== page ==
“Finally, Moore drops a big number – $1.4 billion – claiming “That’s how much the Saudi royals and their associates have given the Bush family, their friends and their related businesses in the past three decades,” adding that “$1.4 billion doesn’t just buy a lot of flights out of the country. It buys a lot of love.” But Isikoff and Hosenball show that nearly 90% of that total comes from contracts awarded by the Saudi government to BDM, a defense contractor owned by Carlyle. But when the contracts were awarded and BDM received the Saudi funds, Bush Sr. had no official involvement with the firm, though he made one paid speech and took an overseas trip on its behalf. He didn’t actually join Carlyle’s Asian advisory board until after the firm had sold BDM. And though George W. Bush had previously served on the board of another Carlyle company, he left it before BDM received the first Saudi contract. As usual, the connections are loose and circumstantial at best.”
Great article, well worth reading. Spinsanity was a great site… no longer current but their old articles are still up.
Papa Giorgio: Off to work…. OH, P.S., this is one of my favorite all time “Moore’ism” is this:
According to Moore in his book Stupid White Men, “the entire nation is composed of morons”. He writes: “There are forty-four million Americans who cannot read and write above a fourth-grade level – in other words, who are functional illiterates. How did I learn this statistic? Well, I read it.”
Moore should have read better. His endnotes attribute the figure to the U.S. Deptpartment of Education’s national Adult Literacy Survey. Yes, that survey found that 40-44 million Americans performed in the lowest level of literacy. But the survey doesn’t end there. In the next paragraph, it goes on to note that 25% of the people who scored in the lowest literacy category were immigrants who have learned little or no English. And in classic Moore fashion, he also fails to disclose that nearly 19% of the group he includes in the uneducated masses are actually people who have “visual difficulties that affect their ability to read print.”
Surprise: Functional English literacy is not high among the blind, and people learning to speak English may be highly educated, but only able to read their native klanguage. This hardly makes the United States a nation that, writes Moore, “GOES OUT OF ITS WAY TO REMAIN IGNORANT AND STUPID” (capitalization in the original).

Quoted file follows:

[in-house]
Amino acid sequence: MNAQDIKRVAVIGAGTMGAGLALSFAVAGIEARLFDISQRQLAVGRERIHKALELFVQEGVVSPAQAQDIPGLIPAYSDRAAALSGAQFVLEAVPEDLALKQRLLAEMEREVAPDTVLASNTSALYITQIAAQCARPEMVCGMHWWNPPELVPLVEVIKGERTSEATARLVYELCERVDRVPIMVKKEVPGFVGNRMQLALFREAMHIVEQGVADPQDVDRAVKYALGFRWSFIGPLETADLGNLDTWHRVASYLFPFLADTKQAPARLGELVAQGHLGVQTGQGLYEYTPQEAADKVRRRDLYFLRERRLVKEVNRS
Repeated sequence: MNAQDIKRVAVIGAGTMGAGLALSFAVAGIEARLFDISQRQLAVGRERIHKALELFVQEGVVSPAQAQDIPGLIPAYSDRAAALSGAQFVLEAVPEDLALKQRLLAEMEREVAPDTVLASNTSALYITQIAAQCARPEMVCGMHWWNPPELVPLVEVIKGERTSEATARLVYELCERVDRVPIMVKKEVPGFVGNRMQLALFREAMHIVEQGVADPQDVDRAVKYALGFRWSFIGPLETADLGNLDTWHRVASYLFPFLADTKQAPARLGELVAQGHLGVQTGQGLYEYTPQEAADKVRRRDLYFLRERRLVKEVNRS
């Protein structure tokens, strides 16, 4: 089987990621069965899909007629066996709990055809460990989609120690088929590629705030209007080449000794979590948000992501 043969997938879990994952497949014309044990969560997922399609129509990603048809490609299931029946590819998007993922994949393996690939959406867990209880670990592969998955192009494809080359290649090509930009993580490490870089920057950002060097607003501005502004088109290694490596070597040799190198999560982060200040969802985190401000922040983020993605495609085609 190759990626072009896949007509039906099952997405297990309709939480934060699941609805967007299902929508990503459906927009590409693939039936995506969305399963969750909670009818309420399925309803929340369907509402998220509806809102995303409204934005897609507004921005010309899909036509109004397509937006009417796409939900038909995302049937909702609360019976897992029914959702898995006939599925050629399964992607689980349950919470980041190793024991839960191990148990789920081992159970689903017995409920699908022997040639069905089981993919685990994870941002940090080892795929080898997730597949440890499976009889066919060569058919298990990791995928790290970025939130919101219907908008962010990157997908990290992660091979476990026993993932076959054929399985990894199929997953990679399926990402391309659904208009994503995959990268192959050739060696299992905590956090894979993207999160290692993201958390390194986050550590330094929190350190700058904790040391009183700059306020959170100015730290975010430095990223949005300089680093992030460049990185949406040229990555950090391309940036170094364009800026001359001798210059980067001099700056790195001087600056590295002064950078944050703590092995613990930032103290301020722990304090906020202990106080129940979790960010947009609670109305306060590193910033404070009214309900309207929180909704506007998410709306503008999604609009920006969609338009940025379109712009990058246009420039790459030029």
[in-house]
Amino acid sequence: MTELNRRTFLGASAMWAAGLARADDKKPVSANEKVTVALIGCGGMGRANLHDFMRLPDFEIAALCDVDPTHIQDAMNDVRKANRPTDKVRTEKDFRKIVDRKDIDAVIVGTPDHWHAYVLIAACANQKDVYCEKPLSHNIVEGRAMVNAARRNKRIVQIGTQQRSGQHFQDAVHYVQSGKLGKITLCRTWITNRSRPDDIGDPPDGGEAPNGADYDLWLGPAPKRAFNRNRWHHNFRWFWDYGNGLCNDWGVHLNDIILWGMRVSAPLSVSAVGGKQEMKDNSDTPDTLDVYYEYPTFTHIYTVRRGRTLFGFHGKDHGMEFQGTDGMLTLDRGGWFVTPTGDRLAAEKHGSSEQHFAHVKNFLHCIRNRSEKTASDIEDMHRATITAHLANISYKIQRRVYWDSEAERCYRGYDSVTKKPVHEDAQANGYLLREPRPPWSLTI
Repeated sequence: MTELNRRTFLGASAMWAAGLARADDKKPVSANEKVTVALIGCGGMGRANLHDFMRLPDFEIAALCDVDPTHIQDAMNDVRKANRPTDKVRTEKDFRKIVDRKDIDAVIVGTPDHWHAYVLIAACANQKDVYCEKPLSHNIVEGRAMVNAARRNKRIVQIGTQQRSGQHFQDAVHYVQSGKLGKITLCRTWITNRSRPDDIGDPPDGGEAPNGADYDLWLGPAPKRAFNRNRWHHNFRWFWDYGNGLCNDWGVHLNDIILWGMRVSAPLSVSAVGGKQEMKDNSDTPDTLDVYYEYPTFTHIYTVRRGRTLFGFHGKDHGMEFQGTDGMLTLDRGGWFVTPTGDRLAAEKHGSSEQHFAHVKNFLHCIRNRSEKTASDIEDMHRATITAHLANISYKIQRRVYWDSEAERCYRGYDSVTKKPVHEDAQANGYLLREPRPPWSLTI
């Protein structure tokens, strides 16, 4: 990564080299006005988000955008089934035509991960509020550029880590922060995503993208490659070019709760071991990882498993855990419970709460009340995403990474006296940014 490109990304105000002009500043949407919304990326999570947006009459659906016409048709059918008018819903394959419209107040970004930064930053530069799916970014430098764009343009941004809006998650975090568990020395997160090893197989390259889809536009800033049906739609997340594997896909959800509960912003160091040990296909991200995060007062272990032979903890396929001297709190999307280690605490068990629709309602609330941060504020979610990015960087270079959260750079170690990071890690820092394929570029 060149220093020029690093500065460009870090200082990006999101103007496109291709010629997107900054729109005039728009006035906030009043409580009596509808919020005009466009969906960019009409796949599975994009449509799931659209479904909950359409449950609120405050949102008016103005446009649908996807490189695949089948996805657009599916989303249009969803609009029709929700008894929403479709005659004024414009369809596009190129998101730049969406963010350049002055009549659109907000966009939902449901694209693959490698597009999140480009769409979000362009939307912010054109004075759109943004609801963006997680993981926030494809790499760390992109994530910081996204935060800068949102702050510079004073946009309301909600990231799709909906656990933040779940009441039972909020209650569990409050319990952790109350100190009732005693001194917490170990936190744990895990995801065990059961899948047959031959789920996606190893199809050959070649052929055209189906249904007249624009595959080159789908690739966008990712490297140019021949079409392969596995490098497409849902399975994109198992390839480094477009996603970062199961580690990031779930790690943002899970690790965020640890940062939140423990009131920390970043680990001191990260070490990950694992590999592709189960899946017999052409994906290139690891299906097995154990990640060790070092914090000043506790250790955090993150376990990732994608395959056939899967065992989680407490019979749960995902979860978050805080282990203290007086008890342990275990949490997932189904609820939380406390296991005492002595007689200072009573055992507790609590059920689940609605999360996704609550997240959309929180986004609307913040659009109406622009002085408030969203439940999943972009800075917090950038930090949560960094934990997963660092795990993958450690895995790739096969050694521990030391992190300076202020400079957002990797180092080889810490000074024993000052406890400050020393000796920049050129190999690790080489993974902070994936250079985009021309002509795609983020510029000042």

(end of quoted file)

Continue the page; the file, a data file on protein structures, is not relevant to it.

In an excellent response to the issue, Outside the Beltway, puts to rest this issue for thinking person:
…CNN’s Peter Bergen who conducted the first television interview of bin Laden in 1997:
The story about bin Laden and the CIA — that the CIA funded bin Laden or trained bin Laden — is simply a folk myth. There’s no evidence of this. In fact, there are very few things that bin Laden, Ayman al-Zawahiri and the U.S. government agree on. They all agree that they didn’t have a relationship in the 1980s. And they wouldn’t have needed to. Bin Laden had his own money, he was anti-American and he was operating secretly and independently.
The evidence, in fact, is fairly clear that the “Afghan Arabs” like bin Laden didn’t interact with the Americans at all. The allegations, on the other hand are based on little more than circumstantial evidence and exaggerations. This idea that the CIA trained Osama bin Laden back in 1980 is simply a myth that needs to die along with bin Laden himself. Moore was wrong, and Sullivan was, it seems to me, entirely correct to call him out for it. This is a myth that has taken hold on both the far left and the far right and it’s time that people stopped lying.
UPDATE (James Joyner): I wouldn’t go so far as to call it “lying,” since people are just repeating what they’ve heard. The confusion comes from the Western conflation of the generic “mujahadeen” into a coherent Mujahadeen, much as we’ve done with the various Taliban groups in Afghanistan and Pakistan.
But, yes, it’s completely wrong. See my March 31 post “Taliban History Lesson: Not Our Boys From the 80-s.” It cites Pat Lang:
The groups we supported were defeated by the Taliban in the civil war that followed Soviet withdrawal. The Taliban and Usama bin Laden were supported by the separate “Sayyaf” group of Mujahideen supported by Saudi Arabia and Deobandi fanatics in Pakistan.
The confusion has been cleared up often enough that knowledgeable people should know better.
Take note another internet commentator opined well:
Many erroneously people believe the CIA trained bin laden and created Al-Qaida. They do this by conflating all the mujihadeen groups as though they were one. They were not. First there was no al-qaida during the soviet afghan war, bin laden created it AFTER the war. Bin Laden came to Afghanistan as a member(not the leader of) an Arab group whose mission was to try and promote Wahabiism and steer the jihad ideologically, which they failed at. This group came on its own money and agenda and received no US support. Further, the CIA didn’t train anyone as their involvement was restricted per the agreement with Pakistan. Pakistan’s ISI handled training and delivery of funds and weapons and controlled who received any, not the CIA. And finally US funding amounted to about 20% of the Mujhiadeen’s coffers. Another 20% was from the Saudi government and the remaining 60% came from private islamic charities. So with the facts out there, why do so many still live in ignorance?
Also Pakistan’s ISI created the Taliban in mid 90’s to control Afghanistan. The Taliban was not a direct product of the Soviet Afghan War of Operation Cyclone.